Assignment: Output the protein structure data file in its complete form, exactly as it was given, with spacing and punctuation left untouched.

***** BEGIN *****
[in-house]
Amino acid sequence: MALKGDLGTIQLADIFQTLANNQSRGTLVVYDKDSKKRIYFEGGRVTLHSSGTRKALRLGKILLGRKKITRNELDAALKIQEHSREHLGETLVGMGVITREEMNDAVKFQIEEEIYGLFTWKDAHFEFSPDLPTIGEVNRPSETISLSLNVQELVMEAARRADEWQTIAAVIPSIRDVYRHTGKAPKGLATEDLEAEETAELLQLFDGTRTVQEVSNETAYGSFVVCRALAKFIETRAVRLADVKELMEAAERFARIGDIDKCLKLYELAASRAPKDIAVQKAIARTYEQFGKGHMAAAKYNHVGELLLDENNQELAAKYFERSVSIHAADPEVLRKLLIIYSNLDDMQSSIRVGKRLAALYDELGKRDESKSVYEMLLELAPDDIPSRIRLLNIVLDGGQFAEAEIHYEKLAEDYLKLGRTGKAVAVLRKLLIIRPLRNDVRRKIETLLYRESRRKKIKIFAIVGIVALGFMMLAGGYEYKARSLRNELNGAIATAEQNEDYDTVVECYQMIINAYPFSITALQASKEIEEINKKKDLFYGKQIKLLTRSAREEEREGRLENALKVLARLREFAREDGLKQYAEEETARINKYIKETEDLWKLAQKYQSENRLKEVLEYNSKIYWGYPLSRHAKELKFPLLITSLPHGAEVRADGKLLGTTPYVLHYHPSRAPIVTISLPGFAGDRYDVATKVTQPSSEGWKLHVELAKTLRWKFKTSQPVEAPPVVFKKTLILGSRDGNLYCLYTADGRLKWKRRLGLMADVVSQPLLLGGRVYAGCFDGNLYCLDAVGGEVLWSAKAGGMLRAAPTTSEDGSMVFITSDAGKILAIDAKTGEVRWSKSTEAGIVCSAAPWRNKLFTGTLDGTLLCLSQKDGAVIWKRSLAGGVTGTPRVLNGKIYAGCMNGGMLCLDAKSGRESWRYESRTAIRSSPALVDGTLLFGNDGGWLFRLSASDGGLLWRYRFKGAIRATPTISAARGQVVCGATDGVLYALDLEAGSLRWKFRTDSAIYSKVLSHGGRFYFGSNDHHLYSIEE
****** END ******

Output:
[in-house]
Amino acid sequence: MALKGDLGTIQLADIFQTLANNQSRGTLVVYDKDSKKRIYFEGGRVTLHSSGTRKALRLGKILLGRKKITRNELDAALKIQEHSREHLGETLVGMGVITREEMNDAVKFQIEEEIYGLFTWKDAHFEFSPDLPTIGEVNRPSETISLSLNVQELVMEAARRADEWQTIAAVIPSIRDVYRHTGKAPKGLATEDLEAEETAELLQLFDGTRTVQEVSNETAYGSFVVCRALAKFIETRAVRLADVKELMEAAERFARIGDIDKCLKLYELAASRAPKDIAVQKAIARTYEQFGKGHMAAAKYNHVGELLLDENNQELAAKYFERSVSIHAADPEVLRKLLIIYSNLDDMQSSIRVGKRLAALYDELGKRDESKSVYEMLLELAPDDIPSRIRLLNIVLDGGQFAEAEIHYEKLAEDYLKLGRTGKAVAVLRKLLIIRPLRNDVRRKIETLLYRESRRKKIKIFAIVGIVALGFMMLAGGYEYKARSLRNELNGAIATAEQNEDYDTVVECYQMIINAYPFSITALQASKEIEEINKKKDLFYGKQIKLLTRSAREEEREGRLENALKVLARLREFAREDGLKQYAEEETARINKYIKETEDLWKLAQKYQSENRLKEVLEYNSKIYWGYPLSRHAKELKFPLLITSLPHGAEVRADGKLLGTTPYVLHYHPSRAPIVTISLPGFAGDRYDVATKVTQPSSEGWKLHVELAKTLRWKFKTSQPVEAPPVVFKKTLILGSRDGNLYCLYTADGRLKWKRRLGLMADVVSQPLLLGGRVYAGCFDGNLYCLDAVGGEVLWSAKAGGMLRAAPTTSEDGSMVFITSDAGKILAIDAKTGEVRWSKSTEAGIVCSAAPWRNKLFTGTLDGTLLCLSQKDGAVIWKRSLAGGVTGTPRVLNGKIYAGCMNGGMLCLDAKSGRESWRYESRTAIRSSPALVDGTLLFGNDGGWLFRLSASDGGLLWRYRFKGAIRATPTISAARGQVVCGATDGVLYALDLEAGSLRWKFRTDSAIYSKVLSHGGRFYFGSNDHHLYSIEE